The Common Core State Standards Initiative is an educational assembly in the United States that details what K–12students should know in English language arts and mathematics at the end of each grade. The initiative is sponsored by theNational Governors Association (NGA) and the Council of Chief State School Officers (CCSSO) and seeks to establish consistent educational standards across the states as well as ensure that students graduating from high school are prepared to enter credit-bearing courses at two- or four-year college programs or to enter the workforce.
In the 1990s, the “Standards & Accountability Movement” began in the U.S. as states began writing standards outlining (a) what students were expected to know and to be able to do at each grade level, and (b) implementing assessments designed to measure whether students were meeting the standards. As part of this education reform movement, the nation’s governors and corporate leaders founded Achieve, Inc. in 1996 as a bipartisan organization to raise academic standards and graduation requirements, improve assessments, and strengthen accountability in all 50 states.The initial motivation for the development of the Common Core State Standards was part of the American Diploma Project (ADP).
A 2004 report, titled Ready or Not: Creating a High School Diploma That Counts, found that both employers and colleges are demanding more of high school graduates than in the past. According to Achieve, Inc., “current high-school exit expectations fall well short of employer and college demands.” The report explained that the major problem currently facing the American school system is that high school graduates were not provided with the skills and knowledge they needed to succeed in college and careers. “While students and their parents may still believe that the diploma reflects adequate preparation for the intellectual demands of adult life, in reality it falls far short of this common-sense goal.” The report said that the diploma itself lost its value because graduates could not compete successfully beyond high school, and that the solution to this problem is a common set of rigorous standards.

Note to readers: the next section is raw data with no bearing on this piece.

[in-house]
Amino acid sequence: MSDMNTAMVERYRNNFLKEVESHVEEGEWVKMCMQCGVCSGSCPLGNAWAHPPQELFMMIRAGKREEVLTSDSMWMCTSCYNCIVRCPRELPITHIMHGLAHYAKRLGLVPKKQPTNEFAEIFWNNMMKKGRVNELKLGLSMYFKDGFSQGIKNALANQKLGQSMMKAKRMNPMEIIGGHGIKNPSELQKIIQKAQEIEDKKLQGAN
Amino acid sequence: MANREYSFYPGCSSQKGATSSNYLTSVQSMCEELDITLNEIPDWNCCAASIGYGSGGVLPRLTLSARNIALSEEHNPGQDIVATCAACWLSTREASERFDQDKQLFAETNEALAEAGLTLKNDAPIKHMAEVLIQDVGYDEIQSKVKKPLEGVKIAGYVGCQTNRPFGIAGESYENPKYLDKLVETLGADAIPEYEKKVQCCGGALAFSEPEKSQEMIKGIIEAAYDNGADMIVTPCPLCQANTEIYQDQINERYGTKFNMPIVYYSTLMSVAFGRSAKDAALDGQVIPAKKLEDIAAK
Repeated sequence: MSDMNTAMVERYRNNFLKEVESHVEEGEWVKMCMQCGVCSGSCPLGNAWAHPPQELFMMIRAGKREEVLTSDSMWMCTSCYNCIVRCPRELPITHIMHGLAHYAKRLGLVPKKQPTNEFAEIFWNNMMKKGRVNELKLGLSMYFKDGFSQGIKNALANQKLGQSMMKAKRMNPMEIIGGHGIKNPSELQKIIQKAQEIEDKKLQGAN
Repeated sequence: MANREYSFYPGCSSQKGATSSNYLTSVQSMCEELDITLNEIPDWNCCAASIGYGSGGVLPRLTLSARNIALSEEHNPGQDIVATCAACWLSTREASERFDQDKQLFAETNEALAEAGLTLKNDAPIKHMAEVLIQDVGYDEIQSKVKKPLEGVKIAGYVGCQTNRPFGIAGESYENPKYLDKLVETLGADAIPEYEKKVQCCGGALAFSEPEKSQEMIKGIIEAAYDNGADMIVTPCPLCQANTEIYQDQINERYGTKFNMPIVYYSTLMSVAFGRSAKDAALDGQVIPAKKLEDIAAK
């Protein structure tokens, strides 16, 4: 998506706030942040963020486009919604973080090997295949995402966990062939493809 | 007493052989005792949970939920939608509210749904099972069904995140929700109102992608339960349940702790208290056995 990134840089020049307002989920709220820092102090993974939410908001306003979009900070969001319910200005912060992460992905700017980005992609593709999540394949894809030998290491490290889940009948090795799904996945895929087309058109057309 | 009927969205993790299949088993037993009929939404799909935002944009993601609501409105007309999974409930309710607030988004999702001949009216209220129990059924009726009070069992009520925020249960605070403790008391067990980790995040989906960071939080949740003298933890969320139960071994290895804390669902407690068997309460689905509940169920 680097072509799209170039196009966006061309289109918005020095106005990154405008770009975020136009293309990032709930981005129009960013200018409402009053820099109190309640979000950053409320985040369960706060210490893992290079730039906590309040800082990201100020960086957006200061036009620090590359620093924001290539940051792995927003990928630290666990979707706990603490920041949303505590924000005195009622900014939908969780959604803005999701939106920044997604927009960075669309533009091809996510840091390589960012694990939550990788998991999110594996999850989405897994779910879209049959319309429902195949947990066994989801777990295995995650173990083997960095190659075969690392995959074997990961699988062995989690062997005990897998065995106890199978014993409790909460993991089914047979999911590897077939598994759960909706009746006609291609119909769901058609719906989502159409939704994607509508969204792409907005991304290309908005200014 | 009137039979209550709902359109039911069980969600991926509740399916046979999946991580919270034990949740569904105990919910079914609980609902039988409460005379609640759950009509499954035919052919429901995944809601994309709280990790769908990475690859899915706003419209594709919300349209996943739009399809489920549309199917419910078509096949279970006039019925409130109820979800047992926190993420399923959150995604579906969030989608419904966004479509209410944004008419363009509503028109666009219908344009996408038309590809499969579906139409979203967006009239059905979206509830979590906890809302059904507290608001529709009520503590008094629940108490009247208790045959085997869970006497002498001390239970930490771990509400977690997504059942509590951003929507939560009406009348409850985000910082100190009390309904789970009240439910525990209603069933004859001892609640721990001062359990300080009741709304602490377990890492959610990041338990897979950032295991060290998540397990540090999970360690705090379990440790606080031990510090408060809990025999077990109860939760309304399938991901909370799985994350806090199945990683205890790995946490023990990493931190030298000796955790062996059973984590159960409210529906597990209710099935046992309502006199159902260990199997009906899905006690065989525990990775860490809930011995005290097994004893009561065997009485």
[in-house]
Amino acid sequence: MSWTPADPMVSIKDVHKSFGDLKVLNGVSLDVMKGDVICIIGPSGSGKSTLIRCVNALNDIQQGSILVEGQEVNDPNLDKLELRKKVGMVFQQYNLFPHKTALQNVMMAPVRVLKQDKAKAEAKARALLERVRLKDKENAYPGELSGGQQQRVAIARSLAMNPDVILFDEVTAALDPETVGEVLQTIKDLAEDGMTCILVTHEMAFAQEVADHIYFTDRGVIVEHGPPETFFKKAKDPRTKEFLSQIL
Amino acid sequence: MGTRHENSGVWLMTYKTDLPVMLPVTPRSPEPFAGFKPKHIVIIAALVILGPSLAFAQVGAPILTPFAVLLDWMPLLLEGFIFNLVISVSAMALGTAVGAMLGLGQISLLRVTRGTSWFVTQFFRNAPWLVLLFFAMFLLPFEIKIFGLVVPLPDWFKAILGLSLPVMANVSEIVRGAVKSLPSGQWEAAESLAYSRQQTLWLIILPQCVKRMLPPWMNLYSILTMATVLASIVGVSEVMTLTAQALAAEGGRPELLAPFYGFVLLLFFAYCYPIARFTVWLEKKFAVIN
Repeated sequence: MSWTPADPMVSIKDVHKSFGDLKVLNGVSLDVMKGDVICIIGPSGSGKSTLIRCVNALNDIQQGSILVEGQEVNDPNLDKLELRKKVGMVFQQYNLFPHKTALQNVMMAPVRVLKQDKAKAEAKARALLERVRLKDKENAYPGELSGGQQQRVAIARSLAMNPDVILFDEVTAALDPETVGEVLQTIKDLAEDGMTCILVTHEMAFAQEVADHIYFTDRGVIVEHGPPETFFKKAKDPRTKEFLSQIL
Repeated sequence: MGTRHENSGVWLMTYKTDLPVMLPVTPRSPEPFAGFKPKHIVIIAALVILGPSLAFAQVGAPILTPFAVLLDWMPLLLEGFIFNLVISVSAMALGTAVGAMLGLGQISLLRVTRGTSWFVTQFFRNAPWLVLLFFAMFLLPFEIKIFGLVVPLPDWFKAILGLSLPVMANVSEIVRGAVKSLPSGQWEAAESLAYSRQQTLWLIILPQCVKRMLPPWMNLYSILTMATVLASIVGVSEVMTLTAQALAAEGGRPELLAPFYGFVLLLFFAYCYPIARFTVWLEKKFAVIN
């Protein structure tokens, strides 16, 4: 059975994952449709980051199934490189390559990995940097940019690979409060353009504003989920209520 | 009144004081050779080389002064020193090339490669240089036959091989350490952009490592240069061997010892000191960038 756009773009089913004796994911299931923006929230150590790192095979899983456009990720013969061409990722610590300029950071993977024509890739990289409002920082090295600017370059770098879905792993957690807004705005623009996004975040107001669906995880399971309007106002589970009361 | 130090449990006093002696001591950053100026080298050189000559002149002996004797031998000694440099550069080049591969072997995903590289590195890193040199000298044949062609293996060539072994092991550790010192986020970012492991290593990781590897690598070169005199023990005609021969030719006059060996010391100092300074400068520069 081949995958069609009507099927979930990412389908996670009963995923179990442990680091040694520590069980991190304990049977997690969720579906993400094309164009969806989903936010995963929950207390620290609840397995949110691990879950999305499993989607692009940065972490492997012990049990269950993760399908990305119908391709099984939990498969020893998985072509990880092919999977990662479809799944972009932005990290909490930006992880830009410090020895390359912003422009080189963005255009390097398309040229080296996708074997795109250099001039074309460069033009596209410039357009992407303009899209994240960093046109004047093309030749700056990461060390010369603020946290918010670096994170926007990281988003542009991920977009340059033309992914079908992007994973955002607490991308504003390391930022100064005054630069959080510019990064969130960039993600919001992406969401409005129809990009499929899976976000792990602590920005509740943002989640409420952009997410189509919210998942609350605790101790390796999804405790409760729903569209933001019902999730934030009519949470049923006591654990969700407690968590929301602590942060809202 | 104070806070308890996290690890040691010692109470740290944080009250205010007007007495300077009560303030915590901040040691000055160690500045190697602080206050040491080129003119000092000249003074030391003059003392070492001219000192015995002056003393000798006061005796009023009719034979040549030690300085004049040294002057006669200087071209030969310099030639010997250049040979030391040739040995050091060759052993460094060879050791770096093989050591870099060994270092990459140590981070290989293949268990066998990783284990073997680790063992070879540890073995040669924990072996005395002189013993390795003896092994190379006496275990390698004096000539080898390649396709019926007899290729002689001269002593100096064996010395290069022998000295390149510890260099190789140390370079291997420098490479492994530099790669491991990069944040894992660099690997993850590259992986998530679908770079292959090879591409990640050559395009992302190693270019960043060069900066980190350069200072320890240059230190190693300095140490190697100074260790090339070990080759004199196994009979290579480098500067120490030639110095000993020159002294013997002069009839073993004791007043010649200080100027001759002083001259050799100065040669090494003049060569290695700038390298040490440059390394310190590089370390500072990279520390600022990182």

English Language Arts Standards
The Common Core State Standards for English Language Arts & Literacy in History/Social Studies, Science, and Technical Subjects (“the standards”) represent the next generation of K–12 standards designed to prepare all students for success in college, career, and life by the time they graduate from high school.
The Common Core asks students to read stories and literature, as well as more complex texts that provide facts and background knowledge in areas such as science and social studies. Students will be challenged and asked questions that push them to refer back to what they’ve read. This stresses critical-thinking, problem-solving, and analytical skills that are required for success in college, career, and life.
The standards establish guidelines for English language arts (ELA) as well as for literacy in history/social studies, science, and technical subjects. Because students must learn to read, write, speak, listen, and use language effectively in a variety of content areas, the standards promote the literacy skills and concepts required for college and career readiness in multiple disciplines.
The College and Career Readiness Anchor Standards form the backbone of the ELA/literacy standards by articulating core knowledge and skills, while grade-specific standards provide additional specificity. Beginning in grade 6, the literacy standards allow teachers of ELA, history/social studies, science, and technical subjects to use their content area expertise to help students meet the particular challenges of reading, writing, speaking, listening, and language in their respective fields.
It is important to note that the grade 6–12 literacy standards in history/social studies, science, and technical subjects are meant to supplement content standards in those areas, not replace them. States determine how to incorporate these standards into their existing standards for those subjects or adopt them as content area literacy standards.
The skills and knowledge captured in the ELA/literacy standards are designed to prepare students for life outside the classroom. They include critical-thinking skills and the ability to closely and attentively read texts in a way that will help them understand and enjoy complex works of literature. Students will learn to use cogent reasoning and evidence collection skills that are essential for success in college, career, and life. The standards also lay out a vision of what it means to be a literate person who is prepared for success in the 21st century.